KAMAS — As yet more evidence that man is capable of turning just about anything into a competition, meet Ryan Torcicollo, tree climbing champion.
Last month, Ryan, 28, placed second in the world in speed climbing at the International Tree Climbing Championships in San Antonio — a competition he qualified for by virtue of winning the Utah Tree Climbing Championships last summer in Ogden.
The sport of tree climbing, as you’ve no doubt guessed, involves climbing trees; but it’s not just how fast. Besides speed, you’re also scored on style, safety and technique. Think figure skating with a chain saw.
There are five categories: aerial rescue, work climb, secured footlock, belayed speed climb and throwline.
Ryan was crowned Utah champion in 2015 by virtue of being the best at all five combined.
So how does one go about training for such a sport?
Ryan just grins.
“Go to work,” he says.
• • •
He started out competing as a rock climber as a teenager back in New Jersey, where Ryan grew up in the town of Westfield, a suburb of Newark. His father, Peter, was an attorney; his mother, Paula, a homemaker. He has a younger sister, Jamie, who is finishing up her master’s degree in speech pathology in New York.
Ryan gave college a go in New Hampshire, but he liked working with trees better. He started working for a tree service company in New Jersey when he was 19. One of his co-workers was a six-time world tree-climbing champion. He talked Ryan into entering the New Jersey competition. He placed 22nd out of 60 in a sport he didn’t previously even know existed.
He’s been competing off and on ever since, although more off than on because the sponsor of the competitions, the International Society of Arboriculture (ISA), holds just one championship per year in each of its 20 chapters in the U.S. and more than 30 chapters and associate organizations around the world.
Chapter winners qualify for the international meet, which rotates from state to state and country to country.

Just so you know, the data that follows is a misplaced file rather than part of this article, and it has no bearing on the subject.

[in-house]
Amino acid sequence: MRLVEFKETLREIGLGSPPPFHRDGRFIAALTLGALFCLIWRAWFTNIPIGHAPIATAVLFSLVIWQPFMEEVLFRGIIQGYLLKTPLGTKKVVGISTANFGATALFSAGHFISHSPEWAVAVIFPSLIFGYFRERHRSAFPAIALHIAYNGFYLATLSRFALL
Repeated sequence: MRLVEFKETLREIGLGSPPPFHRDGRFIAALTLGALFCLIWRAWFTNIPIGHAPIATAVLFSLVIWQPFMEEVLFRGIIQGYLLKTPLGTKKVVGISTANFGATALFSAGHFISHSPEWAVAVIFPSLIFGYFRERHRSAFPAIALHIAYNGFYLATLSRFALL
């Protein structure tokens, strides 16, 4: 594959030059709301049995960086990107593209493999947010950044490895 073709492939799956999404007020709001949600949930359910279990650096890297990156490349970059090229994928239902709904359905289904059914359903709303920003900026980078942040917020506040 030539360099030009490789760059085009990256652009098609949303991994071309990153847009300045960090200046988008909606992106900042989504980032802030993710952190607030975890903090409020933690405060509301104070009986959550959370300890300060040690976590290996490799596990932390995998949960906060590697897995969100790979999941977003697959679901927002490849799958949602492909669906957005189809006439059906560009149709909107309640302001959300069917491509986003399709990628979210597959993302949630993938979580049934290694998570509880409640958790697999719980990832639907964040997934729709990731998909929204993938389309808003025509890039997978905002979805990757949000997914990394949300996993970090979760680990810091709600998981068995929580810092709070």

At most, that's two meets a year.
Mostly, Ryan climbs trees for a living. It’s what he did in New Jersey, what he did in Colorado, and what he’s done since coming to Utah three years ago.
He rented a room in the little town of Francis in the Kamas Valley, and, thanks to his experience in trimming and tree removal, immediately got a job with the Great Western Timber Company, a tree-pruning and removal business headquartered in Kamas. Last year he bought out the owners and changed the name to Wasatch Arborists (www.wasatcharborists.com).
He prunes and removes trees in the warm weather months. In the winter he does snow removal part of the time, and gives his snowboard a workout the rest of the time. (It was family snowboarding vacations as a kid that lured him to Utah in the first place.)
The secret to getting good at climbing trees, according to Ryan, is there is no secret.
“Just do it eight hours a day and you figure it out,” he says. “Mostly you learn what not to do.”
Ryan takes a laid-back approach to tree climbing as a sport. He has no special diet, no structured exercises, no weightlifting, no coaches, definitely no running.
“Every day at work’s a workout,” he says. He enters the competitive events, he explains, “because it’s fun more than anything. It’s one of the few competitions you’ll see where your competition cheers you on. There’s not a bunch of egos involved.”
He finished third at the Utah Tree Climbing Championship in 2013 and 2014 before breaking through with last year’s victory, winning a new chain saw, some other gear, and $1,000 in expenses to get to the international meet in Texas as Utah’s champion.
He’ll have a chance to defend his championship on June 3-4 when the Utah ISA chapter will host the 2016 Utah Tree Climbing Championship at Robinson Park in American Fork (for details, see utahurbanforest.org).
It’s the one day of the year Utah’s tree climbers get to get together and show off.
Or, as Ryan Torcicollo might put it, just another day at the office.
Lee Benson's About Utah column runs Mondays.
Email: [email protected]